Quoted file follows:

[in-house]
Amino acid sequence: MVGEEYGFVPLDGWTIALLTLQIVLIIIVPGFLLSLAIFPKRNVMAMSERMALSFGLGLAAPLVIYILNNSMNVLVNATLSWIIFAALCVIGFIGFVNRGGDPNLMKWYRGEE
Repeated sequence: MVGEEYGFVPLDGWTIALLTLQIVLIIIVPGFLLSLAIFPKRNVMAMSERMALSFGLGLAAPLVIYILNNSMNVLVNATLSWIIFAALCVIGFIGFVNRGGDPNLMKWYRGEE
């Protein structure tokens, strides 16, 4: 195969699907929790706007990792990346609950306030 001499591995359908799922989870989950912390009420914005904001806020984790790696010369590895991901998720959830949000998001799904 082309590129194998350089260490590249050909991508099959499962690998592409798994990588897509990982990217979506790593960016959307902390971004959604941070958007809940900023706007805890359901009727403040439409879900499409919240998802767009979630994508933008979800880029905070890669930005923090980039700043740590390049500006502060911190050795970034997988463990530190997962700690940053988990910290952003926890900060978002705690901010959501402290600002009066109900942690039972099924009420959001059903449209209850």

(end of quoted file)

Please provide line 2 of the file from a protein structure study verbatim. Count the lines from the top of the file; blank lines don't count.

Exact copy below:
Amino acid sequence: MVGEEYGFVPLDGWTIALLTLQIVLIIIVPGFLLSLAIFPKRNVMAMSERMALSFGLGLAAPLVIYILNNSMNVLVNATLSWIIFAALCVIGFIGFVNRGGDPNLMKWYRGEE